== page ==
About Whistleblower Protection

The Whistleblower Protection Act (WPA) provides statutory protections for federal employees who engage in “whistleblowing,” that is, making a disclosure evidencing illegal or improper government activities.

The protections of the WPA apply to most federal executive branch employees and become applicable when a “personnel action” is taken “because of” a “protected disclosure” made by a “covered

When Congress first enacted the Whistleblower Protection Act (WPA) in 1989, it stated that the intent of the legislation was to:

"Strengthen and improve protection for the rights of Federal employees, to prevent reprisals, and to help eliminate wrongdoing within the Government by —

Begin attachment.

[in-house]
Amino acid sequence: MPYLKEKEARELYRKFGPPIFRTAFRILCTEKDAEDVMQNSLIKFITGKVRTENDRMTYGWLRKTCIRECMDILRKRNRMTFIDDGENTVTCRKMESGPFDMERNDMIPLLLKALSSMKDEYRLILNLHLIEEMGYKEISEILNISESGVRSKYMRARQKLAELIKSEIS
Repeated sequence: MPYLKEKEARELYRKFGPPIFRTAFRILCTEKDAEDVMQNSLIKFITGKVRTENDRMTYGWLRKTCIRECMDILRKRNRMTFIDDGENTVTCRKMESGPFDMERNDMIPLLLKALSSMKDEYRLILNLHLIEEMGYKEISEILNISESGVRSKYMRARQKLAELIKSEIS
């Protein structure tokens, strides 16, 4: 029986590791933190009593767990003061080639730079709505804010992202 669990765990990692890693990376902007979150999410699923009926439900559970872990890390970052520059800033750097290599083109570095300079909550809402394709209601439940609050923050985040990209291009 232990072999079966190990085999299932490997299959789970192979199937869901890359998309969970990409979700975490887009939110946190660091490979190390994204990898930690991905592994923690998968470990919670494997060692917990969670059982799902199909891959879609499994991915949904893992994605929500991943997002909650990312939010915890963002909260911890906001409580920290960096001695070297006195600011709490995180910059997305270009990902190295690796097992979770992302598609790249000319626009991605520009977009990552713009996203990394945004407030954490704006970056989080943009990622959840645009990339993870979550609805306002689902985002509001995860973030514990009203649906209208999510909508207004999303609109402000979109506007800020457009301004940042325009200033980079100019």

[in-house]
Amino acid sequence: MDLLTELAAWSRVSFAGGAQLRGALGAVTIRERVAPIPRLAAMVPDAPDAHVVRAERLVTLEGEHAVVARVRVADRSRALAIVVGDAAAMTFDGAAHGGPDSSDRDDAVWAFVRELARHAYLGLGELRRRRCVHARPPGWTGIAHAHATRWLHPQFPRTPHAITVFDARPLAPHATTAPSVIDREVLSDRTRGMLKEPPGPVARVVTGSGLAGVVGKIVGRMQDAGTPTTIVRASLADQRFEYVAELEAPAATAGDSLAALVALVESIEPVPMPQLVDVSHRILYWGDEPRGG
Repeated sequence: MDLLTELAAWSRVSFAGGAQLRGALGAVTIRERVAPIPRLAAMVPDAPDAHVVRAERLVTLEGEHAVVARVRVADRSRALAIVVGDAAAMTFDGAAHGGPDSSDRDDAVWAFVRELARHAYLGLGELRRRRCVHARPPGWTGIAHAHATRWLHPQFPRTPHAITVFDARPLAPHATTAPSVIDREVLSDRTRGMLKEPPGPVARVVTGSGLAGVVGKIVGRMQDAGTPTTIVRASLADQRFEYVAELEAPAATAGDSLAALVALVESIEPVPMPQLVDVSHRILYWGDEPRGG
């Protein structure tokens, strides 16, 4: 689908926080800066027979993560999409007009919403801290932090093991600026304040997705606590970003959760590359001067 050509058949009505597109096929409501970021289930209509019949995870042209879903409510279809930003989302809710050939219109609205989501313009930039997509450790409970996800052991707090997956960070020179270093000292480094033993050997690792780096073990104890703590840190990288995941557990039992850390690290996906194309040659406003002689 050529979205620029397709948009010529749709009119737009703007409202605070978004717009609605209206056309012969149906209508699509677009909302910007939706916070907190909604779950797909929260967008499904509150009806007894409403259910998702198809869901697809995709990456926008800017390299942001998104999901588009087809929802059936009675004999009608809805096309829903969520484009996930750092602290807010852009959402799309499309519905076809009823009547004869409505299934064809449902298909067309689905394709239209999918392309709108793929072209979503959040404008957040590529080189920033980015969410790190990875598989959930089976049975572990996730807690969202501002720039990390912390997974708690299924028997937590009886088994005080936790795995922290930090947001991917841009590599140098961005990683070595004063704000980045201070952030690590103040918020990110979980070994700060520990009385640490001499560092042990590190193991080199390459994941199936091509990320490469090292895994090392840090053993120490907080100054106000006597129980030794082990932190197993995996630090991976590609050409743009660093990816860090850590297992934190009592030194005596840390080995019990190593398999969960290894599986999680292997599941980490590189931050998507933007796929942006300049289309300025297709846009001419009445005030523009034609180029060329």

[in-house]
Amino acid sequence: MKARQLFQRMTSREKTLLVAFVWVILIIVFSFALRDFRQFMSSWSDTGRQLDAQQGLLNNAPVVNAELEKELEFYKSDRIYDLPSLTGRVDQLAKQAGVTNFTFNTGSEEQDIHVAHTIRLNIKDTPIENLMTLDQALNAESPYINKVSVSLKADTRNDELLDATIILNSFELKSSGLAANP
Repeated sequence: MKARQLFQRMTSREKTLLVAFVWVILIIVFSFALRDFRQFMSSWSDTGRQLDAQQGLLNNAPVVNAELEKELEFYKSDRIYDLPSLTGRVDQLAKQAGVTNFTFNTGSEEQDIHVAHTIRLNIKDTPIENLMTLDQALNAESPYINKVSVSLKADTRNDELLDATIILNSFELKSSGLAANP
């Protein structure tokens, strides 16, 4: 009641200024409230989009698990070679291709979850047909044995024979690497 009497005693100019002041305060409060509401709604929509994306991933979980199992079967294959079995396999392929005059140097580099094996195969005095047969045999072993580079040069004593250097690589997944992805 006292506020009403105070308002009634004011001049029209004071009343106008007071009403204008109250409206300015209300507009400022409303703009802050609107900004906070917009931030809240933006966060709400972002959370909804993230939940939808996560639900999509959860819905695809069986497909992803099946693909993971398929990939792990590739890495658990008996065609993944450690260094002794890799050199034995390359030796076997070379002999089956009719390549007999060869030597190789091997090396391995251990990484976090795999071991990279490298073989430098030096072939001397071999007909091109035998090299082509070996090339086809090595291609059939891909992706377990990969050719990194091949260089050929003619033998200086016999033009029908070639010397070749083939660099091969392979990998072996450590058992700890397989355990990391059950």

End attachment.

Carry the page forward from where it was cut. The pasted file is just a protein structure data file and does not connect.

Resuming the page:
1. mandating that employees should not suffer adverse consequences as a result of prohibited personnel practices; and
  2. establishing that while disciplining those who commit prohibited personnel practices may be used as a means by which to help accomplish that goal, the protection of individuals who are the subject of prohibited personnel practices remains the paramount consideration."

For more information about whistleblower protection, please view our Frequently Asked Questions.

Whistleblower Rights

Whistleblower Retaliation

Prohibited Practices